The highwayman takes solely upon himself the responsibility, danger, and crime of his own act. He does not pretend that he has any rightful claim to your money, or that he intends to use it for your own benefit. He does not pretend to be anything but a robber. . . He does not persist in following you on the road, against your will; assuming to be your rightful “sovereign,” on account of the “protection” he affords you. He does not keep “protecting” you, by commanding you to bow down and serve him; by requiring you to do this, and forbidding you to do that; by robbing you of more money as often as he finds it for his interest or pleasure to do so; and by branding you as a rebel, a traitor, and an enemy to your country, and shooting you down without mercy, if you dispute his authority, or resist his demands. . . In short, he does not, in addition to robbing you, attempt to make you either his dupe or his slave.

Think about it – police claim to serve and protect you, but they first steal from everyone who happens to live within a certain arbitrary political boundary.

If an police employee claims to”maintain order” yet also claims to be exempt of personal responsibility due to legalese created by his friends, like “acting under color of law” or “immunity,” it doesn’t create for a good situation.

It is that institutionalized, “legitimate” violence, that, through the course of human history, has by far been the most devastating – what one researcher has coined “democide.”

When you’re driving your car and see in your rearview mirror a police cruiser, how do you feel? Anxious? Nervous? It’s pretty telling that the presence of an individual who purports to keep you safe, and who steals your money for such “services,” causes such a reaction.

Again, it comes down to incentives.

If something is wrong for you or me to do, it can’t suddenly become right when done by someone wearing a badge. One’s level of culpability is not contingent on one’s place of employment.

By replacing support of the bad idea that allows for the police state with one that applies the same standards to all, we can create a better world in which to live, both for ourselves and future generations.

I’d guess most people – be they current police employees, Copblockers, or those relatively apathetic – would prefer to live in a safe, prosperous, dynamic society.

That’s a desirable end.

Yet buying into the claim that certain people have a “legitimate” right to initiate force can only bring-about the polar opposite. Perhaps then, it’s time to consider another means?

Let me pose to you a question: Who owns you?

If you don’t believe yourself a slave, you would rightly conclude that you own yourself.

With that self-ownership comes self-government: 100% freedom coupled with 100% responsibility.

Real change won’t come through a revolution – whether done at the ballet box or the cartridge box – but through an evolution, one mind at a time. A revolution – no matter the form it takes – is still couched at its hub, on a bad idea: that a person or small group supposedly has the authority to regulate every aspect of your life. An evolution, on the other hand, moves past that tired idea to one where you’re free to act, to pursue your happiness, while respecting others to do the same. Where, if you harm someone or their property, you make right. Where reputation is key.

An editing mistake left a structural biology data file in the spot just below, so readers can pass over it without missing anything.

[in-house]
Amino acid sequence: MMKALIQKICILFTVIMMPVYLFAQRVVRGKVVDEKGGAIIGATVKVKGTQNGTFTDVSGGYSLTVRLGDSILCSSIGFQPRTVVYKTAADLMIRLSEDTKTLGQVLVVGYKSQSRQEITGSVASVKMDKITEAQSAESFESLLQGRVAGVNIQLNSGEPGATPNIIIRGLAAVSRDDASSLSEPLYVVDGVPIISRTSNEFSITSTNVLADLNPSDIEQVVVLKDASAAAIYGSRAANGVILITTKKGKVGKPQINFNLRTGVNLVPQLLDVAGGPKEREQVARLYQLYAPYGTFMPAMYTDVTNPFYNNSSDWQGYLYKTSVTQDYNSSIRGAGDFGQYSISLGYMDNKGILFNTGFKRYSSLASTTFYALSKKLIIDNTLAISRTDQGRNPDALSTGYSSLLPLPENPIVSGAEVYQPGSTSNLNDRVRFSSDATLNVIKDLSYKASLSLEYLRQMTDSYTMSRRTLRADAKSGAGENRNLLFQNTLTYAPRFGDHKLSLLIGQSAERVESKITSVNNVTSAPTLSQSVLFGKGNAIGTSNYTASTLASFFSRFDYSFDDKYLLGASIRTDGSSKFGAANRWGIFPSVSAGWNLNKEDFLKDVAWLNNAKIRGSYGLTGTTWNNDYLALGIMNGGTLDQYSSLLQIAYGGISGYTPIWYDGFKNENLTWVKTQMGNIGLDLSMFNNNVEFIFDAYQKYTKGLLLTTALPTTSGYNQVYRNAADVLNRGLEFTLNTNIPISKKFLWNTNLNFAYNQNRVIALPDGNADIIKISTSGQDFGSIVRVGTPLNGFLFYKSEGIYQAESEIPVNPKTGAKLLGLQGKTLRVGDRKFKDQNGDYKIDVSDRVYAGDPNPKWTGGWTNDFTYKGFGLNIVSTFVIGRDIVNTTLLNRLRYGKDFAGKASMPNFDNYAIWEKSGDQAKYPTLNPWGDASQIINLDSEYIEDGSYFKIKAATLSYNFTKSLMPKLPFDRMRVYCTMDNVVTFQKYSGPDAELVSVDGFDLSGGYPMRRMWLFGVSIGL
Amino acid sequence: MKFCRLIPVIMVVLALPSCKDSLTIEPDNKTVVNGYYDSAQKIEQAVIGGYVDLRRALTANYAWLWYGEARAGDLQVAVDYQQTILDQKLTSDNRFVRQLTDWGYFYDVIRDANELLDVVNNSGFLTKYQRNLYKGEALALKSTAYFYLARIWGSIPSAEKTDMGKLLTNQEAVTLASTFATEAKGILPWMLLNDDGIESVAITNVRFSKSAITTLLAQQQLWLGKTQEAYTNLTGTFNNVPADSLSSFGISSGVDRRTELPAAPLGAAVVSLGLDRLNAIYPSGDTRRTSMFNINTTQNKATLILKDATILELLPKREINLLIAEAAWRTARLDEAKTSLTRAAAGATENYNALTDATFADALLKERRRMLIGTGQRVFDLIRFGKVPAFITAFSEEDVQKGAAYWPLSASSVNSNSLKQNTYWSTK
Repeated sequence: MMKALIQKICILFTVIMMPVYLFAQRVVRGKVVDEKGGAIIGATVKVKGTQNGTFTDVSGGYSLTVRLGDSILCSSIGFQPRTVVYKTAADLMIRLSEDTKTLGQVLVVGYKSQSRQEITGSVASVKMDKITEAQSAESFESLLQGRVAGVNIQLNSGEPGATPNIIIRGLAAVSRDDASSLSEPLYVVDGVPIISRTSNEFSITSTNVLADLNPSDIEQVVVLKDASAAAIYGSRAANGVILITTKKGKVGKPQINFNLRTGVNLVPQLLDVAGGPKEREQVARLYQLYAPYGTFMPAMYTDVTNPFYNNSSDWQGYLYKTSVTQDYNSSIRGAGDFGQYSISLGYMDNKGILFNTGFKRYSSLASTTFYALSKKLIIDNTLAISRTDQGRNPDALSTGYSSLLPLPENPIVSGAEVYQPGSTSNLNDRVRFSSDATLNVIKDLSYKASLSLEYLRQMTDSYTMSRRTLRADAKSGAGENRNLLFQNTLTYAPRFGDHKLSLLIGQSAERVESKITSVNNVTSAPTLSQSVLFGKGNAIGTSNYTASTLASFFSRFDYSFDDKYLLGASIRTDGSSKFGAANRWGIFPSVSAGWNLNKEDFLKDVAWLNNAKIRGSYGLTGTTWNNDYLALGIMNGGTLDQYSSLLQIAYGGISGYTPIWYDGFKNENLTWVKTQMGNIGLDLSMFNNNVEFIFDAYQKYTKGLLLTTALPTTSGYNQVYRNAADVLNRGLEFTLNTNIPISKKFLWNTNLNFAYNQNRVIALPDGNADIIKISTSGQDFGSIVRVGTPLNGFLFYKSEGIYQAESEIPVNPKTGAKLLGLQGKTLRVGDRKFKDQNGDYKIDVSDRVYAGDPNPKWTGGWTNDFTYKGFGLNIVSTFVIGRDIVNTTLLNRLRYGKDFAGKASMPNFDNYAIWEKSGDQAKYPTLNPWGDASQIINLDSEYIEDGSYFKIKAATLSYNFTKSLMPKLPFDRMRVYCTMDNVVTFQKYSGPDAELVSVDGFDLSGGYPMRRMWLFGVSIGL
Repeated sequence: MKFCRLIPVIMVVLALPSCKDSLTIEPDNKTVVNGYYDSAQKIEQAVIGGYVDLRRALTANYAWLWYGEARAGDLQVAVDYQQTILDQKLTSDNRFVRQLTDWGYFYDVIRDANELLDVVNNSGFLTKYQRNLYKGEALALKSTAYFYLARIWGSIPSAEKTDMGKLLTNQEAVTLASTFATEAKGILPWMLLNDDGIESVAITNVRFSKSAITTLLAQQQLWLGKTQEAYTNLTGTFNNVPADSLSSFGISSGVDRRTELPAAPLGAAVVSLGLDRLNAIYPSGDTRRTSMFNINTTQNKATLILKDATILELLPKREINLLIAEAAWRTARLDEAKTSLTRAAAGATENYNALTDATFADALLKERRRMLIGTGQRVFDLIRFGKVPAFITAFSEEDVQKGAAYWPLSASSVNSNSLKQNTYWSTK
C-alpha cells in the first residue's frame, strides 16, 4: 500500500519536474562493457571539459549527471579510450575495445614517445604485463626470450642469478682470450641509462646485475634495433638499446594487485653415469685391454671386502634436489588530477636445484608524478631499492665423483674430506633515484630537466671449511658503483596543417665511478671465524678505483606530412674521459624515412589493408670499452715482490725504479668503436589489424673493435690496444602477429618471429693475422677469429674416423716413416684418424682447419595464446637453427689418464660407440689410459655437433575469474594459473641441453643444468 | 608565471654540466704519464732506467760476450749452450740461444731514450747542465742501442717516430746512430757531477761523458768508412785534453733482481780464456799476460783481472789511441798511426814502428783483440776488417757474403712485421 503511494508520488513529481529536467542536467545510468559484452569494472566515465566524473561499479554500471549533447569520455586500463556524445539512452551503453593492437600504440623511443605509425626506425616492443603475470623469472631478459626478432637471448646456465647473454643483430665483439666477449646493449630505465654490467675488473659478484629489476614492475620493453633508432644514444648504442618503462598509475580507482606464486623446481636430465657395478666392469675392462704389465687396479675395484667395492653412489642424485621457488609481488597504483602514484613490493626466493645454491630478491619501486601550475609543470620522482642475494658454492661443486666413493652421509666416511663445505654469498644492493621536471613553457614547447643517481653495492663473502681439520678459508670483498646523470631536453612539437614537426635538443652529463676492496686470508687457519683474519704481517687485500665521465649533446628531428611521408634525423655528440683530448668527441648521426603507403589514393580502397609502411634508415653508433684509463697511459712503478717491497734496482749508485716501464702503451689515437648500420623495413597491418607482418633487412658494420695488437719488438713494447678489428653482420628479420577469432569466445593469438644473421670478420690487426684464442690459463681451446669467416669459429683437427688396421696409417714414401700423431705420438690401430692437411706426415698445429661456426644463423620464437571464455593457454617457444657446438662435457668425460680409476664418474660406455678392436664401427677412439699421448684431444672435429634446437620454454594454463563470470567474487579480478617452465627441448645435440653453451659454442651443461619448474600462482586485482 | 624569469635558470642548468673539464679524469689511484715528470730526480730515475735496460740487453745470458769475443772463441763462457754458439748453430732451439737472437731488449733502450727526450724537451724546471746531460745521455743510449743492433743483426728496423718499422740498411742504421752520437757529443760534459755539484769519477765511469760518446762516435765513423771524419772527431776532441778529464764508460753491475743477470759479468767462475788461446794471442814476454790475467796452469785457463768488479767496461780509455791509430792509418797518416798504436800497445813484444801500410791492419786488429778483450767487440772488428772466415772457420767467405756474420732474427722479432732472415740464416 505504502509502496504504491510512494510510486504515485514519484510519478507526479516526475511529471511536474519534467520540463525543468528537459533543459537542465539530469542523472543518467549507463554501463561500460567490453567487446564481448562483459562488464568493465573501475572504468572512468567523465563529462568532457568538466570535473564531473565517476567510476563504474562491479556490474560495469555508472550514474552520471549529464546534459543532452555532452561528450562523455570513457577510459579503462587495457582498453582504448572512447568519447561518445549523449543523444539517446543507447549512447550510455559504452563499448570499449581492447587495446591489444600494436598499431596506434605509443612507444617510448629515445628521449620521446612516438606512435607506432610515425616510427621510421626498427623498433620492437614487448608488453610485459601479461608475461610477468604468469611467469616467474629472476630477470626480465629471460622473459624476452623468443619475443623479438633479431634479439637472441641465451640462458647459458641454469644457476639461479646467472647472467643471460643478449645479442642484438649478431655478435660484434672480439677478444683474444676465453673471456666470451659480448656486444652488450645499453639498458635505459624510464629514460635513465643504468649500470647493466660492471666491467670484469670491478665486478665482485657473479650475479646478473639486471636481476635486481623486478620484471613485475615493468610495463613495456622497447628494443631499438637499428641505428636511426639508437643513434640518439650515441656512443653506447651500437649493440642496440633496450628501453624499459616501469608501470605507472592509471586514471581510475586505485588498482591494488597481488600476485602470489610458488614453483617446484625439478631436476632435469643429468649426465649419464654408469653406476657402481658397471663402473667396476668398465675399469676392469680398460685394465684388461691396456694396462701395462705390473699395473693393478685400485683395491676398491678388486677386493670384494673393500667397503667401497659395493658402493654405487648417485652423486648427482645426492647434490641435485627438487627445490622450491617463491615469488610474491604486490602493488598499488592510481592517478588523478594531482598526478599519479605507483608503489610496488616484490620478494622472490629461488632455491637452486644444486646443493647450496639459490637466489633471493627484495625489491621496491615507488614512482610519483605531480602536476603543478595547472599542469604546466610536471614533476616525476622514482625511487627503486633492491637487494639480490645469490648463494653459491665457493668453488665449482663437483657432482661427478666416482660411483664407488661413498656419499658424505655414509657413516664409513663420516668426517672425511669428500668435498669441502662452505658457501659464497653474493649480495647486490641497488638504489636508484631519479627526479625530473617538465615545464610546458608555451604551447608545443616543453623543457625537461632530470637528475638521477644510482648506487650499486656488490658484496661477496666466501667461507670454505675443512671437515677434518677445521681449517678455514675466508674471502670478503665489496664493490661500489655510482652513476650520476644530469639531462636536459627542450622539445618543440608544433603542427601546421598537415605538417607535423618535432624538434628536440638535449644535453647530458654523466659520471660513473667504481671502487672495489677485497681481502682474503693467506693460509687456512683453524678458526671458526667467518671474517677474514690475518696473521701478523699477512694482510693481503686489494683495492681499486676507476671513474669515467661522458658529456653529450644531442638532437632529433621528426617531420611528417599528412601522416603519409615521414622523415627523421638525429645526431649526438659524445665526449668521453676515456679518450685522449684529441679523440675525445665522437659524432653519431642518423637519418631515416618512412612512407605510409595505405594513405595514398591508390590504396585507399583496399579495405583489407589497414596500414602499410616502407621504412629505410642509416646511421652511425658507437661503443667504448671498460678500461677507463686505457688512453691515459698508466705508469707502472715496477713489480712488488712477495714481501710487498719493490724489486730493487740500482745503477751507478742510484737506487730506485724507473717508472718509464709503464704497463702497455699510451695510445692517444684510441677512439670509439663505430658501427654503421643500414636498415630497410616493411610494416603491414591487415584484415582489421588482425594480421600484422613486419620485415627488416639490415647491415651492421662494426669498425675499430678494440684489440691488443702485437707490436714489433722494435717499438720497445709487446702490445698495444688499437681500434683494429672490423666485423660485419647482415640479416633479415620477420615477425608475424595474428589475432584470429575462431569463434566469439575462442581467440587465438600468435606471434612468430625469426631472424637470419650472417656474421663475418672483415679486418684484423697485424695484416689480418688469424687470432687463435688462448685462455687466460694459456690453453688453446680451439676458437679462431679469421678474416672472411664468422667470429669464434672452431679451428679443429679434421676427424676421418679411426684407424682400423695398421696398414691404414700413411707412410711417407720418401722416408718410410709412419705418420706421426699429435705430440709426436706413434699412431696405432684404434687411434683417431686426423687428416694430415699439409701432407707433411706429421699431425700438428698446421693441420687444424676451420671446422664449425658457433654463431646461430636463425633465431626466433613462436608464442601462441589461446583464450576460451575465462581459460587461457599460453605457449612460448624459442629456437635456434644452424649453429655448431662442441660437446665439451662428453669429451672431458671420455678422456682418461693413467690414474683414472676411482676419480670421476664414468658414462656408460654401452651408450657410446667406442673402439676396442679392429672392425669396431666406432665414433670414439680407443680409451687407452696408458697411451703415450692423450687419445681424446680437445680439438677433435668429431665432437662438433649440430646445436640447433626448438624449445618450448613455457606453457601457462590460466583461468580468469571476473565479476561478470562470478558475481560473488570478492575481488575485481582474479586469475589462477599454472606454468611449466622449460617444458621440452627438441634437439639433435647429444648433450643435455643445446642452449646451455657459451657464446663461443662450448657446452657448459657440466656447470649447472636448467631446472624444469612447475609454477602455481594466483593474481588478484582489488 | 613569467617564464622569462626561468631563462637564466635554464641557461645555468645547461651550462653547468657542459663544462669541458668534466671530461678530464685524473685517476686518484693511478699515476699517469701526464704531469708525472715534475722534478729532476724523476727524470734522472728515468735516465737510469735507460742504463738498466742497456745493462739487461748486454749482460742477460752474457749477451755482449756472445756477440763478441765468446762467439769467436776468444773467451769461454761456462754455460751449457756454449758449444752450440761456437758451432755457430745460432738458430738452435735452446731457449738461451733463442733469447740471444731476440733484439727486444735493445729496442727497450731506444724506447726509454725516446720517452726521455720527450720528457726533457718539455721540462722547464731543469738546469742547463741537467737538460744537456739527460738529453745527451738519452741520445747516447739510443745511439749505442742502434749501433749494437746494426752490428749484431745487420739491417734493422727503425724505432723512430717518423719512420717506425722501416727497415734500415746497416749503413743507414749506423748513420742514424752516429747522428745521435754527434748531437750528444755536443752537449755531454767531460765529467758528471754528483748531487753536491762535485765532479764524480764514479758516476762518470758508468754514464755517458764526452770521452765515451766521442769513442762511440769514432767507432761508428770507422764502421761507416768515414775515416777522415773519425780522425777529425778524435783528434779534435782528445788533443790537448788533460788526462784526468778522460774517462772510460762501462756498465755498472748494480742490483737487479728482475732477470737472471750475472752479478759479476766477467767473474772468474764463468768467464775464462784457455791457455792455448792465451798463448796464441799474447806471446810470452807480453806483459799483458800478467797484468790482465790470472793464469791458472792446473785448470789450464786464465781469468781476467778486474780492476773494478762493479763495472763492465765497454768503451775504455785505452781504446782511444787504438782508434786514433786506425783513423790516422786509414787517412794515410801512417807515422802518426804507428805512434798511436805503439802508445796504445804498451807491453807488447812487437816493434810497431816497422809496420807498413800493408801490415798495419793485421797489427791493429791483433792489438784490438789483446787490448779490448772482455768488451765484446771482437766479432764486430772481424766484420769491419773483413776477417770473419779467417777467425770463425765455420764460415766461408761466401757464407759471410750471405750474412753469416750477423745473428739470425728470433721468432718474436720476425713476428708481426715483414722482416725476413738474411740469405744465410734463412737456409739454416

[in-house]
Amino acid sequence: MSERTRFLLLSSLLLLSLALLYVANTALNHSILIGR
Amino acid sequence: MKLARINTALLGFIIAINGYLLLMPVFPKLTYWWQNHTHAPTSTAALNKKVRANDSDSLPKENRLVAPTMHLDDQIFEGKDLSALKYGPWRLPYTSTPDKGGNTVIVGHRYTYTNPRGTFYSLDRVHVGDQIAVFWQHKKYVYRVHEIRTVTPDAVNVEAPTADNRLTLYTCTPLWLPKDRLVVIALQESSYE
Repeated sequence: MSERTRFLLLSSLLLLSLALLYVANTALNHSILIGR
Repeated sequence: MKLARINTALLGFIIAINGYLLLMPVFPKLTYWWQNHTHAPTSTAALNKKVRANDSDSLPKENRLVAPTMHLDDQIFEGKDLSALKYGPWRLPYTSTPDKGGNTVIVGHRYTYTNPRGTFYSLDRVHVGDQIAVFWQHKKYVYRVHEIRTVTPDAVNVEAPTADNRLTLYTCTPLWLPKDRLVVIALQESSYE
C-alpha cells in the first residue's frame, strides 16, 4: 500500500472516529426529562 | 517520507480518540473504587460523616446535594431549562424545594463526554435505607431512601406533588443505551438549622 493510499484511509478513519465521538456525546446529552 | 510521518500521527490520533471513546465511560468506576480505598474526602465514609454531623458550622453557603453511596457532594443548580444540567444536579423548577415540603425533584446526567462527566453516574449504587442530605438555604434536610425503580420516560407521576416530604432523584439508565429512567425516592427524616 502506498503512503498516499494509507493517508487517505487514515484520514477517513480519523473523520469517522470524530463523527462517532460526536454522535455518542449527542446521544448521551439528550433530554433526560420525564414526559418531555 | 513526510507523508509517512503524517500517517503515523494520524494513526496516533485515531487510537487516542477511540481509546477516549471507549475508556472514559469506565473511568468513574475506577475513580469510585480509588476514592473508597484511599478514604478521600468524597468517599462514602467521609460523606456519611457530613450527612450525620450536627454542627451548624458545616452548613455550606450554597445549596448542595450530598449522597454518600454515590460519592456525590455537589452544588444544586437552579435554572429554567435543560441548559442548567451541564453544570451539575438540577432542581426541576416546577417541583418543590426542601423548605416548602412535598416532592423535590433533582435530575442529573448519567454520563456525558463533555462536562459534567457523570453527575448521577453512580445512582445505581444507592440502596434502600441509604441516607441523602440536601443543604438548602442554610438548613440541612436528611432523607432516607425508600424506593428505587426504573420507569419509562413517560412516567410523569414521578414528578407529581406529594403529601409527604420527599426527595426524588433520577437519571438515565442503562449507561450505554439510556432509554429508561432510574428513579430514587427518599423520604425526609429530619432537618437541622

Most folks are good. Yet for the few who aren’t, by making transparent their actions it’s more likely that they’ll be held accountable, which also means the extent of the harm they cause is mitigated more swiftly.

That’s why I choose to be involved with Cop Block – the message is consistent and peaceful, and it’s decentralized and effective.

In stark contrast to the provision of law enforcement today, in which a person atop a monopolistic hierarchy claims the ability to know best how to supply the quality and quantity of safety, Copblockers and friends work from the bottom up and collaborate horizontally, which means that means an infinite number of tactics can be pursued, to bring about accountability and to erode the bad idea on which the police state today is based, ultimately bringing about the world in which we want to live.

This message isn’t anti-cop. In fact I encourage current law enforcement employees to join us. If you do provide a good service then your skills and knowledge will be in demand.

We can change things for the better – each of us, one mind at a time. I encourage you to invest in yourself. Think. Then act, not based on some artificial framework thrust upon you as “the norm,” but aligned with your conscience.

EPN

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Pete Eyre

Pete Eyre is co-founder of CopBlock.org. As an advocate of peaceful, consensual interactions, he seeks to inject a message of complete liberty and self-government into the conversation of police accountability. Eyre went to undergrad and grad school for law enforcement, then spent time in DC as an intern at the Cato Institute, a Koch Fellow at the Drug Policy Alliance, Directer of Campus Outreach at the Institute for Humane Studies, Crasher-in-Chief at Bureaucrash, and as a contractor for the Future of Freedom Foundation. In 2009 he left the belly of the beast and hit the road with Motorhome Diaries and later co-founded Liberty On Tour. He spent time in New Hampshire home, and was involved with Free Keene, the Free State Project and The Daily Decrypt.